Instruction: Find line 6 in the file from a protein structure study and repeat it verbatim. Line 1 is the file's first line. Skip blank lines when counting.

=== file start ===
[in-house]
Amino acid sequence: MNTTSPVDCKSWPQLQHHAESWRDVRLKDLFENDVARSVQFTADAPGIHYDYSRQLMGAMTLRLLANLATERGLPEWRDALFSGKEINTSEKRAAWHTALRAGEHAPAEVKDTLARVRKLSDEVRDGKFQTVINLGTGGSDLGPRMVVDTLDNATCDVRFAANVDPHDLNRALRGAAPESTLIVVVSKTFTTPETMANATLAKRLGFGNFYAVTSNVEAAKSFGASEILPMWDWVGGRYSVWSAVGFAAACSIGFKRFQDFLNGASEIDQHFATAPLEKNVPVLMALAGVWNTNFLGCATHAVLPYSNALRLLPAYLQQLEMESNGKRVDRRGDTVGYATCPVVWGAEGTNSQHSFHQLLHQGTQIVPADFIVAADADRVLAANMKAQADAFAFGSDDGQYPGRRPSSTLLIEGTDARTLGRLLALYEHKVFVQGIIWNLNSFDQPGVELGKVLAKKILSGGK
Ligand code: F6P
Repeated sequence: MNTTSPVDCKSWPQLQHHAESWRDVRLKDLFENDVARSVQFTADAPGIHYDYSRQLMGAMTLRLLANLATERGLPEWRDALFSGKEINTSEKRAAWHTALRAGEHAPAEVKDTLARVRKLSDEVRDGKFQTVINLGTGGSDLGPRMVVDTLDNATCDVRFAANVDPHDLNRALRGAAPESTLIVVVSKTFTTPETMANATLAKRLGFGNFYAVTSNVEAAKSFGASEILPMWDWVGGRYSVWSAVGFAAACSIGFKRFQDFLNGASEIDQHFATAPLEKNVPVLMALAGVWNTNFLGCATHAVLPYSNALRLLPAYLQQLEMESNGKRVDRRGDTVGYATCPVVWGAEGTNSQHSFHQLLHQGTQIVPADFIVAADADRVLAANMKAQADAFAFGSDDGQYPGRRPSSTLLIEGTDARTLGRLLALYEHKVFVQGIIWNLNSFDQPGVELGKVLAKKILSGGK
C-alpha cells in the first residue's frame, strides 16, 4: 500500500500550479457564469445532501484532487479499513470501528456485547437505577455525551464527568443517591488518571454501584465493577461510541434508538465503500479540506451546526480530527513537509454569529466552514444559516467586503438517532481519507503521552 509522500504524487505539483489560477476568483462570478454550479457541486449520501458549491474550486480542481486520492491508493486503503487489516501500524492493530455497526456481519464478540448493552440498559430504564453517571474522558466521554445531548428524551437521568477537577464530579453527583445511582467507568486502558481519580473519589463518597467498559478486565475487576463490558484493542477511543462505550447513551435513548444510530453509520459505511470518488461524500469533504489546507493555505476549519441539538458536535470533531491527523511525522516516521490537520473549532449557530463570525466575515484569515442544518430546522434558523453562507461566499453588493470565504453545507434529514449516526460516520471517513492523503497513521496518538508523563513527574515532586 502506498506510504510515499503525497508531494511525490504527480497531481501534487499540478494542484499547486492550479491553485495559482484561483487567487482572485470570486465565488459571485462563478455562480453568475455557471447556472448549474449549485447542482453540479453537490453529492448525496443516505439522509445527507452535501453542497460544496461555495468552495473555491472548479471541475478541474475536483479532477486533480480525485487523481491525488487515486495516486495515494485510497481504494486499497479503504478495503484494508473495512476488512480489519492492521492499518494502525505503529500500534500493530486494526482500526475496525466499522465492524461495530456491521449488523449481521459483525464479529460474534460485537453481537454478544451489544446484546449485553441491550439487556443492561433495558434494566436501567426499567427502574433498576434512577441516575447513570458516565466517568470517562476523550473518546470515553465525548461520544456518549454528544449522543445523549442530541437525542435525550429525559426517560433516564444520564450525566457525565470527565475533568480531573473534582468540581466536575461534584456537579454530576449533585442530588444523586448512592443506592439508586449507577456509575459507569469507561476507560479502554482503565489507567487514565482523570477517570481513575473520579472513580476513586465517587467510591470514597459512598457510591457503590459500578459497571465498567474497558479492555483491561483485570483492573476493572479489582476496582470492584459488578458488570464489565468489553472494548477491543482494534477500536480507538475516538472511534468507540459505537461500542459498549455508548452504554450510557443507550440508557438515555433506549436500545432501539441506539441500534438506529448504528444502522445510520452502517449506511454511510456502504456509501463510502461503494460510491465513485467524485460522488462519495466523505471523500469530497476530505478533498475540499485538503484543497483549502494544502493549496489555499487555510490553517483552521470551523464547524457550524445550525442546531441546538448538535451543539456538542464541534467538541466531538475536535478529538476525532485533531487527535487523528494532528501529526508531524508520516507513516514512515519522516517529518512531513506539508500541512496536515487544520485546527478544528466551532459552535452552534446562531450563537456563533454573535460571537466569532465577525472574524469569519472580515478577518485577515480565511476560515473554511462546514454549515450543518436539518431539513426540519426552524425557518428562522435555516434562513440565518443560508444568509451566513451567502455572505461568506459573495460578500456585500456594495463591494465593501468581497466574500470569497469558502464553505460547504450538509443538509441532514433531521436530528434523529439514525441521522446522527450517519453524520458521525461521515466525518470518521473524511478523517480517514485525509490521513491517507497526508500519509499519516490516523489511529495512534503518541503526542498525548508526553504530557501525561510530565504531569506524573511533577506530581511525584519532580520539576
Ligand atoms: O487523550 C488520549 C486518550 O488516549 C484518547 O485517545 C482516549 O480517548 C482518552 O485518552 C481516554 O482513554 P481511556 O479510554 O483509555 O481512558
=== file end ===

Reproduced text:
Ligand atoms: O487523550 C488520549 C486518550 O488516549 C484518547 O485517545 C482516549 O480517548 C482518552 O485518552 C481516554 O482513554 P481511556 O479510554 O483509555 O481512558